BBB on top five ways to prevent ID theft online
LAFAYETTE – The good news is that ID theft is on the decline. The bad news is that ID theft still affected 8.1 million Americans last year, according to Javelin Strategy and Research – down 3.6 percent from 8.4 million in the previous year’s study. The average amount lost per individual as a result of ID theft last year was about $5,500, for a total of $45 billion. Despite the decline in reported ID theft, Better Business Bureau (BBB) warns that thieves and hackers still lurk online and is offering advice consumer can use to protect their personal and financial information.
The BBB recommends consumers take the following fives steps to prevent ID theft whenever they are online:
1. Don’t fall for a phishing e-mail.
Phishing—using e-mail or phone calls to pose as a trustworthy organization in order to coerce sensitive information from victims—is on the rise. According to a survey for Gartner, Inc., 3.6 million U.S. adults lost money in phishing attacks in the 12 months ending in August 2007, as compared with the 2.3 million who did so the year before. The amount of money lost totaled $3.2 billion.
Phishing e-mails can look legitimate with graphics and official logos of banks, government agencies, or credit card companies. The e-mails usually include hyperlinks that direct the victim to a Web site designed to install viruses and malware or solicit bank account or Social Security numbers.
In order to prevent ID theft through phishing e-mails, computer users should completely delete unsolicited e-mails from banks, credit unions, investment firms and government agencies with which they do not already have an established relationship.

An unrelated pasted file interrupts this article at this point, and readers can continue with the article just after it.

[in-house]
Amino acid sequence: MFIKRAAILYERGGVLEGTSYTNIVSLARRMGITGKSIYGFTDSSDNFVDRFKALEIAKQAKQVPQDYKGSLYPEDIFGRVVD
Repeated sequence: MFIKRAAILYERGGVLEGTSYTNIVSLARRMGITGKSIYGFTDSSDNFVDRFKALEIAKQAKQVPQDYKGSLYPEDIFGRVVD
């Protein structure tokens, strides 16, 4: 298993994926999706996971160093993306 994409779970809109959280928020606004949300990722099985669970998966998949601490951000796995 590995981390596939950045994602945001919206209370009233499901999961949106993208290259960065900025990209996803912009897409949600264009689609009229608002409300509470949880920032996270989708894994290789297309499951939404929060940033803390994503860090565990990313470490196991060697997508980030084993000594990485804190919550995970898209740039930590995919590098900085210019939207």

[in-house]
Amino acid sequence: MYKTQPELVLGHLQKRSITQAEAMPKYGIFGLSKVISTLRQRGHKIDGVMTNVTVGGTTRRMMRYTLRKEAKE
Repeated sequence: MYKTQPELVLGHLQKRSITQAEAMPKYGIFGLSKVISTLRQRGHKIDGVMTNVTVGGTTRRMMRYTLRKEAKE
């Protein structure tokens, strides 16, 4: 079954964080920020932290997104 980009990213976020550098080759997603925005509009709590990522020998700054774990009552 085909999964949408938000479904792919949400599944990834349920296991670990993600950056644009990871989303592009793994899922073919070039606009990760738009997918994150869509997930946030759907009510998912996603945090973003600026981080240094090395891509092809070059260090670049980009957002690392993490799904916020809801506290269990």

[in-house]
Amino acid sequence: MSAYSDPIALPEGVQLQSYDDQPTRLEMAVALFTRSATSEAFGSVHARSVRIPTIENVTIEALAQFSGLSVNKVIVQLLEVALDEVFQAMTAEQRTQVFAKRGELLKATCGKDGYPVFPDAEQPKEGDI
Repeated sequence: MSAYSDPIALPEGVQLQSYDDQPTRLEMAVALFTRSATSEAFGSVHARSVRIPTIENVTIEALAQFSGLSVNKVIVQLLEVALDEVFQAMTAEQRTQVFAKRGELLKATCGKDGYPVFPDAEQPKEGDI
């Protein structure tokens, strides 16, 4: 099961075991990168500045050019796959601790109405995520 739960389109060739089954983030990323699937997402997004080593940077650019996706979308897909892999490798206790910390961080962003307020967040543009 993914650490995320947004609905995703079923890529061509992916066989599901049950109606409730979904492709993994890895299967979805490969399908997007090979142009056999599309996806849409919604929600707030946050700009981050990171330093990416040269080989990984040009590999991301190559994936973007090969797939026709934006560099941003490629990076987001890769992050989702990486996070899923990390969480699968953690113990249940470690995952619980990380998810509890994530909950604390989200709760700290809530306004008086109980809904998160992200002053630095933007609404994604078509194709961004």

2. Create strong passwords and protect them.
Developing a habit of regularly changing passwords makes it much more difficult for ID thieves to steal personal information. Some passwords, however, are stronger than others. Attributes of a secure password include a combination of numbers, capitalized letters and even symbols.
3. Be safe and secure when on the go.
Computer users on the go should be wary of entering passwords or sensitive information into a computer that isn’t theirs, such as at an Internet café, library, computer lab or airport kiosk. Hackers can actually record their target’s keystrokes to learn passwords and other information.
4. Guard personal computers with anti-virus, anti-spyware, and firewall protection.
Opinions vary, but the amount of time it takes for an unprotected personal computer to become infected with a virus or malware can range from four to thirty-four minutes. That’s why a computer must have good anti-virus software, as well as anti-spyware and firewall protection.
5. Only transfer information over a secure server.
When it comes to giving out personal information online, consumers should only do so on a secure server. On a secure server, the information is encrypted as it is being transmitted; that way, others can’t read it if they should intercept it.
For more trustworthy information on preventing ID theft, as well as BBB advice on what to do if your identity is stolen, go to www.acadiana.bbb.org.